};
    }) ];
  }
}

This function has an event parameter evt that contains select properties related to the layer, such as the layer’s title. Since these actions only pertain to the layer kept from the web map, we only want the logic of the function to apply to that layer.

Once we verify the proper layer is referenced, we’ll return a two-dimensional array of action objects. In this case, we want one action for each rendererInfo object. So I call map on the collection of rendererInfos to return an action object for each renderer. The title of each action uniquely pertains to a corresponding renderer. The className and id properties assign the same icon and ids to each action so we know they refer to changing the layer’s renderer.

Why a two-dimensional array?

The array of action objects is two-dimensional to allow actions to be organized into groups. I modified this sample and added a toggle-opacity action associated with only the renderers that had an opacity visual variable to demonstrate how to set up this grouping. This allows the user to better understand regions where color may be washed out because of opacity.

In the UI, the actions are divided by breaking lines, which pair the toggle-opacity action with pertinent change-renderer actions.

The modified createLayerListActions function now checks if the renderer contains a visual variable. If it does, then it is pushed as a separate element in the actions array.

function createLayerListActions(evt){
  if(evt.item.title = map.portalItem.title){

    return rendererInfos.map(function(rendererInfo){
      var actions = [];

      actions.push({
        title: rendererInfo.title,
        className: "esri-icon-maps",
        id: "change-renderer",
        rendererTitle: rendererInfo.title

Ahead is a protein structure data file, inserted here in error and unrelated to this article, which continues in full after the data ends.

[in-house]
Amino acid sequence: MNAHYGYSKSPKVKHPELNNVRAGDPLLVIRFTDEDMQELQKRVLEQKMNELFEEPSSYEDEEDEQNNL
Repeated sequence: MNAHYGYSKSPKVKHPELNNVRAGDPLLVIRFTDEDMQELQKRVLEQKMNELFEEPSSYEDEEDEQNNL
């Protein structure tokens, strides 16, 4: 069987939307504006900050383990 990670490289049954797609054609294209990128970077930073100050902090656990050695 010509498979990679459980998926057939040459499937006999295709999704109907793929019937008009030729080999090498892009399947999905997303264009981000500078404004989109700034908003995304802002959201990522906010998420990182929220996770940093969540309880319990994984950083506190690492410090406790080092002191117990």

});

      var renderer = rendererInfo.renderer;
      var hasOpacityVV = renderer && renderer.visualVariables.some(function(variable){
        return variable.type === "opacity";
      });

      if (hasOpacityVV){
        actions.push({
          title: "Toggle opacity",
          className: "esri-icon-environment-settings",
          id: "toggle-opacity",
          rendererTitle: rendererInfo.title
        });
      }
      return actions;
    });

  }
}

See the full code and view the updated app live.

2. Define the custom behavior

The next step is to define the custom behavior to execute when the trigger-action event fires. In this case, I wrote a function called toggleRenderer() that will fire each time an action is clicked.

function toggleRenderer(evt){
  if(evt.action.id === "change-renderer"){
    var matchingInfo = rendererInfos.find(function(info){
      return info.title === evt.action.title;
    });
    var renderer = matchingInfo.renderer.clone();
    var layer = view.map.layers.getItemAt(0);
    layer.renderer = renderer;
  }
}

That function is then set as the callback to the trigger-action event on the widget.

layerList.on("trigger-action", toggleRenderer);

Fundamentally, the logic is straightforward. First, we check to see if the action id matches the change-renderer id I assigned to each action. Then we find the renderer info that matches the title of the action that was clicked. The renderer associated with that info object is then applied to the layer.

Now we have a simple app that allows users to choose from multiple renderers and apply them to a single layer.

Conclusion

Actions provide a straightforward workflow for applying custom behavior to an app within a simple UI. This behavior can either be simple or more complex to provide users with a richer experience to explore and analyze geospatial data in web apps. So try it out! Be creative. Define your own actions and explore how you can apply them in your own apps.